The Pennsylvania Supreme Court unanimously found that plaintiffs cannot rely on the theory that “every breath” is a substantial contributing factor in causing an asbestos-related disease in an asbestos case involving friction exposures, i.e., brakes and clutches. The May 23, 2012, ruling in Diana K. Betz v. Pneumo Abex LLC (“Simikian”) overturns the en banc decision of the state Superior Court, which the Pennsylvania Supreme Court found to be based on an “unduly cramped perspective.” This decision changes the face of asbestos litigation in Pennsylvania and may have farther-reaching impact. Plaintiffs can no longer lump together exposures and say all exposures contributed to disease. This brings asbestos litigation in line with the mainstream causation requirements for other substances—plaintiffs must be able to prove that each product was a substantial factor in their disease. (Note: Duane Morris represented defendant Ford in this case.)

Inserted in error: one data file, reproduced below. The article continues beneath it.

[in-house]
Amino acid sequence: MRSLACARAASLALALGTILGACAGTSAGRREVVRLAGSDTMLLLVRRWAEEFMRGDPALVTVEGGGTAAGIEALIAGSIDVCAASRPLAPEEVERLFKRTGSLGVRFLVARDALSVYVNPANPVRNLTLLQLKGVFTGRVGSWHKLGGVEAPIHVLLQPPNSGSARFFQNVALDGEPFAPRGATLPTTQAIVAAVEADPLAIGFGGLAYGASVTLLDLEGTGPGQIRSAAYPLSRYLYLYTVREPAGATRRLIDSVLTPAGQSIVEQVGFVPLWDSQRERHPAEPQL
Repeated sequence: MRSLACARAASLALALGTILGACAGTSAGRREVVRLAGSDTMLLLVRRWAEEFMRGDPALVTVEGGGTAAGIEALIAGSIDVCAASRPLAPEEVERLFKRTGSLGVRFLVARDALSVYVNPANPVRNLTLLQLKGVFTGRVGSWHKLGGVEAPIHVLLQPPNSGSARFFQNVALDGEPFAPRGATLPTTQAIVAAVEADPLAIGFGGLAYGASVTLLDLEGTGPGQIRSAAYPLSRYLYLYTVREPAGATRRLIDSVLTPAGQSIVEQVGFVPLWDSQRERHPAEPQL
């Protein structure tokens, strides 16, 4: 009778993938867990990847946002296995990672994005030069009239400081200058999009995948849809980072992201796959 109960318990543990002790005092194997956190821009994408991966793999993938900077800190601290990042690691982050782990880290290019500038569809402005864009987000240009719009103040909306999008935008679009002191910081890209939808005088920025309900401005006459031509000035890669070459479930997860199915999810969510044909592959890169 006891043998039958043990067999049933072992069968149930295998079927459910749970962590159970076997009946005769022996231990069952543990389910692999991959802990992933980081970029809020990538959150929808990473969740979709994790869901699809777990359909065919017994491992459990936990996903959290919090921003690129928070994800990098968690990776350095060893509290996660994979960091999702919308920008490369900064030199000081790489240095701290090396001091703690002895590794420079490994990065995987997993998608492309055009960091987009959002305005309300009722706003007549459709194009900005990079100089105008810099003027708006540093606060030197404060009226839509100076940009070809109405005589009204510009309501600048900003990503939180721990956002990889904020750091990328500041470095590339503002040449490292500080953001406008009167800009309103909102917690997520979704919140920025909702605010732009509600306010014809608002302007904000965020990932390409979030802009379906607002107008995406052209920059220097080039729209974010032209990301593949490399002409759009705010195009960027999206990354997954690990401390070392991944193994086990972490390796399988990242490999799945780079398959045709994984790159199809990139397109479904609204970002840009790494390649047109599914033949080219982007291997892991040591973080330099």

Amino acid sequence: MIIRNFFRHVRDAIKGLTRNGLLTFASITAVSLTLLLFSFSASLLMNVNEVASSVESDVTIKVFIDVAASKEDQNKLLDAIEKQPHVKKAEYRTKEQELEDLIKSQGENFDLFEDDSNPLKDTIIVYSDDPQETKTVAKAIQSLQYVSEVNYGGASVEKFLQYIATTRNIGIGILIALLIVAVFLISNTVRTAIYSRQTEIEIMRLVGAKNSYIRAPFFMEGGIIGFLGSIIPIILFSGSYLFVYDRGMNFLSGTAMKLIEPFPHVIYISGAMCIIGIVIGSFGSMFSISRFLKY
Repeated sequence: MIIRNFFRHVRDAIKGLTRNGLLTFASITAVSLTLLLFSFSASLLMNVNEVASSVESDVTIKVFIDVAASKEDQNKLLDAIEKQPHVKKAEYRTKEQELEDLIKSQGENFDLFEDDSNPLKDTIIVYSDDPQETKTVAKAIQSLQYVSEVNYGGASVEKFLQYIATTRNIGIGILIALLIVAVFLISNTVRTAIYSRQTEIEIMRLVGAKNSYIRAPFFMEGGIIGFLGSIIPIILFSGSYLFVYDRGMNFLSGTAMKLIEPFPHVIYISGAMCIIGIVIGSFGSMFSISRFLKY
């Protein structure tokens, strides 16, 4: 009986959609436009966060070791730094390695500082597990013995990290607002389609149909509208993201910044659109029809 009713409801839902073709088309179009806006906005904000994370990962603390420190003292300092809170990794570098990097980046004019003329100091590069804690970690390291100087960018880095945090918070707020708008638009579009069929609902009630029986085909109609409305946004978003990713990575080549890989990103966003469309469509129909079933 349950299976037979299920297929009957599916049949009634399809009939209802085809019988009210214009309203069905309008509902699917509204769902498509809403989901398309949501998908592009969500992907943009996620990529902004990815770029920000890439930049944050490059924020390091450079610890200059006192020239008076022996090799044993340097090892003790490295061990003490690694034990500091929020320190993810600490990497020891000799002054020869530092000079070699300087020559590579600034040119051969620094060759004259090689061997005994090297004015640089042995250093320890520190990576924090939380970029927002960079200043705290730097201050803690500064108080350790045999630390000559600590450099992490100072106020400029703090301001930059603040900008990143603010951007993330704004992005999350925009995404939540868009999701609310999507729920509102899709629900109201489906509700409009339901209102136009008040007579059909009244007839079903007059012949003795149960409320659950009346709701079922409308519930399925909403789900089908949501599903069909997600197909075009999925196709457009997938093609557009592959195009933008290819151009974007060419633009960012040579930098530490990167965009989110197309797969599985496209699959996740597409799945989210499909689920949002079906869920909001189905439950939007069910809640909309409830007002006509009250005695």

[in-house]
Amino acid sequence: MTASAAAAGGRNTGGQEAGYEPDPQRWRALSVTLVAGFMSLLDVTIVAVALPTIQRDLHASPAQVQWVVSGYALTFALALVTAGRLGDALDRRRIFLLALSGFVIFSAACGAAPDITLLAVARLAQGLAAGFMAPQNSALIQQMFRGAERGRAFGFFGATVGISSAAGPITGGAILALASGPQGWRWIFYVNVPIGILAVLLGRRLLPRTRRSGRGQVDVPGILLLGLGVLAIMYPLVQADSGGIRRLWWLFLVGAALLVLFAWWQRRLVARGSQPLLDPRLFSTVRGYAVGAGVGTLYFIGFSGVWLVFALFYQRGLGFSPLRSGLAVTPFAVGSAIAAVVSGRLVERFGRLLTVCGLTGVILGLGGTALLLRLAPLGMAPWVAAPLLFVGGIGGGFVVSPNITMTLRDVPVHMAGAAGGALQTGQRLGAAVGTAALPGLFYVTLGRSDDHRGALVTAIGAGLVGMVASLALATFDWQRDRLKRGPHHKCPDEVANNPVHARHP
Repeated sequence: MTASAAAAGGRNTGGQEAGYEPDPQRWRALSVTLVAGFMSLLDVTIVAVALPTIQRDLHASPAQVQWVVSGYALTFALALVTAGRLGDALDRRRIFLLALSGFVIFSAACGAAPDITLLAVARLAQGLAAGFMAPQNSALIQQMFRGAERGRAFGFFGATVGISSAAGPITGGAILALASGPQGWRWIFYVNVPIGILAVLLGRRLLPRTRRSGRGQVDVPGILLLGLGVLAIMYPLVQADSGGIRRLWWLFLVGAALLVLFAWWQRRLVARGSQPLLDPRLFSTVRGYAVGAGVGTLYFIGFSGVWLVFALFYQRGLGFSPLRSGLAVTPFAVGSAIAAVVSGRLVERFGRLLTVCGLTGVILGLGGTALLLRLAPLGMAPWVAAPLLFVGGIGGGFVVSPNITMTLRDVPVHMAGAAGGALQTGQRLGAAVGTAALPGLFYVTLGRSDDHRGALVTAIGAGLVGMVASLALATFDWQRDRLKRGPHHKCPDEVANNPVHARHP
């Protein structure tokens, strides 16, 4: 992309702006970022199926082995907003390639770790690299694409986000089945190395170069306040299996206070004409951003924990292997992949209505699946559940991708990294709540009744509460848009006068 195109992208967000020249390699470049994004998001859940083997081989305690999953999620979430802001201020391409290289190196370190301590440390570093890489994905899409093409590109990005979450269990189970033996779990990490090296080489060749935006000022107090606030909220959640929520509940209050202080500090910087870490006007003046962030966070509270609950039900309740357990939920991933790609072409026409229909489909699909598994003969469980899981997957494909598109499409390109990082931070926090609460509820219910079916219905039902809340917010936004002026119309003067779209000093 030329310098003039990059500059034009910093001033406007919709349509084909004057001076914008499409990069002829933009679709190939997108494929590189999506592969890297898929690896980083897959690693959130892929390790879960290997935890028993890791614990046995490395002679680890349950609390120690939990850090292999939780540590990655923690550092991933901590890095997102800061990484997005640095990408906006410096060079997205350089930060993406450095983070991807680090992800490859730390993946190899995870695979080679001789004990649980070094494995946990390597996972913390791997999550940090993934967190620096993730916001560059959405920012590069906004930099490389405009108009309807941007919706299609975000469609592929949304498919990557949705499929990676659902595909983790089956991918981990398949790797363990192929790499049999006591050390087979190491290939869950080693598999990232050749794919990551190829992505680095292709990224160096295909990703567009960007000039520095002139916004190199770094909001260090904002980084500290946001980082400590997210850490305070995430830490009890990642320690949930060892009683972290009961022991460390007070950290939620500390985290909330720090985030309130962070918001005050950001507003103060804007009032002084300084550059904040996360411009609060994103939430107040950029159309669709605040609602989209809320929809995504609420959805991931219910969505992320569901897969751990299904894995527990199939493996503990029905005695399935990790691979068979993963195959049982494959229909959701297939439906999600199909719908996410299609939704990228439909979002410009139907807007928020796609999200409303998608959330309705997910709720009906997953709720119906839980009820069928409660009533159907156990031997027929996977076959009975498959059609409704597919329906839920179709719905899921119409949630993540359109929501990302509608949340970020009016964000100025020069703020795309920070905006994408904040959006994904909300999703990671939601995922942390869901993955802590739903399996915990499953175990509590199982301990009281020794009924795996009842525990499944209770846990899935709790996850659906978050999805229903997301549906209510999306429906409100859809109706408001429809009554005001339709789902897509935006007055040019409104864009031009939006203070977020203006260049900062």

To read the rest of this alert, please visit the Duane Morris website.

Do All CGL Policies State Aggregate Limits Only For Products and Completed Operations Hazards?

Not all policies state aggregate limits only for the Products and Completed Operations hazards. Some provide a total limit of liability. For example, many umbrella policies use the following Limits of Liability wording: